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    ABSTRACT: Endocytoscopy (ECS) is a novel endoscopic technique that allows detailed diagnostic examination of the gastrointestinal tract at the cellular level. We previously reported that use of ECS at ×380 magnification (GIF-Y0002) allowed a pathologist to diagnose esophageal squamous cell carcinoma (ESCC) with high sensitivity (94.9%) but considerably low specificity (46.7%) because this low magnification did not reveal information about nuclear abnormality. In the present study, we used the same magnifying endoscope to observe various esophageal lesions, but employed digital 1.6-fold magnification to achieve an effective magnification of ×600, and evaluated whether this improved the diagnostic accuracy in distinguishing neoplastic from non-neoplastic lesions.We examined the morphology of surface cells using vital staining with toluidine blue and compared the histological features of 40 cases, including 19 case of ESCC and 21 non-neoplastic esophageal lesions (18 cases of esophagitis, 1 case of glycogenic acanthosis, 1 case of leiomyoma, and 1 case of normal squamous epithelium). One endoscopist classified the lesions using the type classification, and we consulted one pathologist for judgment of the ECS images as 'neoplastic', 'borderline', or 'non-neoplastic'. At ×600 magnification, the pathologist confirmed that nuclear abnormality became evident, in addition to the information about nuclear density provided by observation at ×380. The overall sensitivity and specificity with which the endoscopist was able to predict neoplastic lesions using the type classification was 100% (19/19) and 90.5% (19/21), respectively, in comparison with values of 94.7% (18/19 cases) and 76.2% (16/21), respectively, for the pathologist using a magnification of ×600. The pathologist diagnosed two non-neoplastic lesions and one case of ESCC showing an apparent increase of nuclear density with weak nuclear abnormality as 'borderline'. Among the 21 non-cancerous lesions, two cases of esophagitis that were misdiagnosed by the endoscopist were also misinterpreted as 'neoplastic' by the pathologist. We have shown, by consultation with a pathologist, that an ECS magnification of ×600 (on a 19-inch monitor) is adequate for recognition of nuclear abnormality. We consider that it is feasible to diagnose esophageal neoplasms on the basis of ECS images, and that biopsy histology can be omitted if a combination of increased nuclear density and nuclear abnormality is observed.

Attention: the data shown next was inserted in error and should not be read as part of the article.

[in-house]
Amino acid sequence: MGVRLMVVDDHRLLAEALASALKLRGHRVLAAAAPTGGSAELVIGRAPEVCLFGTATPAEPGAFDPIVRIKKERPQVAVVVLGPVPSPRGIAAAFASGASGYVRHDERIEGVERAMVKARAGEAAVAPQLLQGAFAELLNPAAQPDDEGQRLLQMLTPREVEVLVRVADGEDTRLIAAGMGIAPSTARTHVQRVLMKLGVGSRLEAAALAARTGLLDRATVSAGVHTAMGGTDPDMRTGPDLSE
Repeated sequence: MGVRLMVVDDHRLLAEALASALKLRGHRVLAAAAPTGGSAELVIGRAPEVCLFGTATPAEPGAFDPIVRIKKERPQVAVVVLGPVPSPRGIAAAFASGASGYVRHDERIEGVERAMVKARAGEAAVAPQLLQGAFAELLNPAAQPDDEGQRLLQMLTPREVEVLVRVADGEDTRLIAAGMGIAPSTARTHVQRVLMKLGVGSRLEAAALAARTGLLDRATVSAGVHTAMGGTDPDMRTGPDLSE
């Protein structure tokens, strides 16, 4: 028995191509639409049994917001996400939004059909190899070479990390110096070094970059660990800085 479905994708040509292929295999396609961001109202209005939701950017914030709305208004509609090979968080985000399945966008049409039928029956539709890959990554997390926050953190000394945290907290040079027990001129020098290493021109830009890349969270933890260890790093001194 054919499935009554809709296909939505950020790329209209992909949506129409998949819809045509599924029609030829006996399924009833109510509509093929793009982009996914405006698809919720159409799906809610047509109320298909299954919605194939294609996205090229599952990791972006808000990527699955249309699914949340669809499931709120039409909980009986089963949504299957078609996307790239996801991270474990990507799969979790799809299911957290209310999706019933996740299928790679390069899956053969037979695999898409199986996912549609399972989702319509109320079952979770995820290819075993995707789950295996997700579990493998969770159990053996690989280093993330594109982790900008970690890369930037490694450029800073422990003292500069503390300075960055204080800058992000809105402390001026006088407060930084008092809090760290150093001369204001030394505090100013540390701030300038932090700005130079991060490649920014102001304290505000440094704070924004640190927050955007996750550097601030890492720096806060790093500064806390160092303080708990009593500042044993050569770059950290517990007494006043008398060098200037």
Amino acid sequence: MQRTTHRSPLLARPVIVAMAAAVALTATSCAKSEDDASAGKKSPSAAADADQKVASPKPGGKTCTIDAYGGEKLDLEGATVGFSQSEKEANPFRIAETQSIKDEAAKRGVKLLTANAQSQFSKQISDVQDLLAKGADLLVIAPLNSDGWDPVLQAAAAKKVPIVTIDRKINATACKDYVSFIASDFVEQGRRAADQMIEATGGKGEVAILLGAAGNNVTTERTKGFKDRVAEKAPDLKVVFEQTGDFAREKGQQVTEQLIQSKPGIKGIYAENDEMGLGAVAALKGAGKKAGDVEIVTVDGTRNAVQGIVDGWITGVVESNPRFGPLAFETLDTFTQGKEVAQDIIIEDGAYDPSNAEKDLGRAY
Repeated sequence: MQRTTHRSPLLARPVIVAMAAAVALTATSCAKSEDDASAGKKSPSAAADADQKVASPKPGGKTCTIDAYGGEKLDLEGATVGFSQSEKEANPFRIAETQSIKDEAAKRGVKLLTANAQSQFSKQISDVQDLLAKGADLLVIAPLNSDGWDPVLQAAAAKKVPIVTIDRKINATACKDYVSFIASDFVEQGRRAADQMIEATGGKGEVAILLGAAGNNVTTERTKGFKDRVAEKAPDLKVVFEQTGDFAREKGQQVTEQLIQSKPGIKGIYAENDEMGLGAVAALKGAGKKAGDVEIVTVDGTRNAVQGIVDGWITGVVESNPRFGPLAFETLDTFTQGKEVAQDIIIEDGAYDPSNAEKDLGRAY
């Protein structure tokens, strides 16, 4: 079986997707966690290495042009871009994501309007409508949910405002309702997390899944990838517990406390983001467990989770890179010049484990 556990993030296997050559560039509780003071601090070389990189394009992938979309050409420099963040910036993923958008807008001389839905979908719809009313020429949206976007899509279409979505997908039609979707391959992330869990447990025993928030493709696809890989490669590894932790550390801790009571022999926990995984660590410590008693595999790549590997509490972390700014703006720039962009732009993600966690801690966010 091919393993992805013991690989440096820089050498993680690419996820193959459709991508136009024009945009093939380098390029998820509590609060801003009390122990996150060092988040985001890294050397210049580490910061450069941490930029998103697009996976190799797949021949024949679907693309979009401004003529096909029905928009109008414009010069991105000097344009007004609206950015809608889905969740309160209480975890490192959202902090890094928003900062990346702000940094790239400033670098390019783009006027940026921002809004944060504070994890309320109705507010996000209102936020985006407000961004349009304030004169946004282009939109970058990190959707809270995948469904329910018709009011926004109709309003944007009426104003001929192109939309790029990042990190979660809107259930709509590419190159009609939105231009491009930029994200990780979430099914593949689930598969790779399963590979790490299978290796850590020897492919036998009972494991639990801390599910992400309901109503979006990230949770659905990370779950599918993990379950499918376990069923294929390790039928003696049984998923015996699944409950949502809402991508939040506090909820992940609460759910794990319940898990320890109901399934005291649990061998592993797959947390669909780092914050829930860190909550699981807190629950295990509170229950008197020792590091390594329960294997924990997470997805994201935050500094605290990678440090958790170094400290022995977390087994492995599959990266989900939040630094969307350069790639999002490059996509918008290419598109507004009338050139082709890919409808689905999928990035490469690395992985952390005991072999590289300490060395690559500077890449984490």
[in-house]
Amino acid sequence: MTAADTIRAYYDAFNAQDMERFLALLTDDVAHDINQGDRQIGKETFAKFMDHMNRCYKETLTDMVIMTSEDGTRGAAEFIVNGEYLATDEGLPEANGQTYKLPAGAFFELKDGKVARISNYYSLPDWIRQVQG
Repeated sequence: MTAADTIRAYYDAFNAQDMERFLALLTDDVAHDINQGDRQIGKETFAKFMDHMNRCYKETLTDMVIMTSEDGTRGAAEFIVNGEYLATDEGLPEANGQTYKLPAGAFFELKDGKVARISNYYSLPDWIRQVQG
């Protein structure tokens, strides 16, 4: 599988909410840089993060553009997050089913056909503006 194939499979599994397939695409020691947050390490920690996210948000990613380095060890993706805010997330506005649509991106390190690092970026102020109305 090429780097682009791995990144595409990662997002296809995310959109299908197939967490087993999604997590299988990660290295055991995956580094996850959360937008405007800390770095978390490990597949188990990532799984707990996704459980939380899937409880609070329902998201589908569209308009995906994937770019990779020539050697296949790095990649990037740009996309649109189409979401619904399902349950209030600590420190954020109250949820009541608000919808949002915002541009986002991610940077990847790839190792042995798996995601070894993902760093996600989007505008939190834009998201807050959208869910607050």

Diseases of the Esophagus 01/2014; · 1.64 Impact Factor
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    ABSTRACT: To study the endocytoscopic visualization of squamous cell islands within Barrett's epithelium. Endocytoscopy (ECS) has been studied in the surveillance of Barrett's esophagus, with controversial results. In initial studies, however, a soft catheter type endocytoscope was used, while only methylene blue dye was used for the staining of Barrett's mucosa. Integrated type endocytoscopes (GIF-Q260 EC, Olympus Corp, Tokyo, Japan) have been recently developed, with the incorporation of a high-power magnifying endocytoscope into a standard endoscope together with narrow-band imaging (NBI). Moreover, double staining with a mixture of 0.05% crystal violet and 0.1% of methylene blue (CM) during ECS enables higher quality images comparable to conventional hematoxylin eosin histopathological images. In vivo endocytoscopic visualization of papillary squamous cell islands within glandular Barrett's epithelium in a patient with long-segment Barrett's esophagus is reported. Conventional white light endoscopy showed typical long-segment Barrett's esophagus, with small squamous cell islands within normal Barrett's mucosa, which were better visualized by NBI endoscopy. ECS after double CM staining showed regular Barrett's esophagus, while higher magnification (× 480) revealed the orifices of glandular structures better. Furthermore, typical squamous cell papillary protrusion, classified as endocytoscopic atypia classification (ECA) 2 according to ECA, was identified within regular glandular Barrett's mucosa. Histological examination of biopsies taken from the same area showed squamous epithelium within glandular Barrett's mucosa, corresponding well to endocytoscopic findings. To our knowledge, this is the first report of in vivo visualization of esophageal papillary squamous cell islands surrounded by glandular Barrett's epithelium.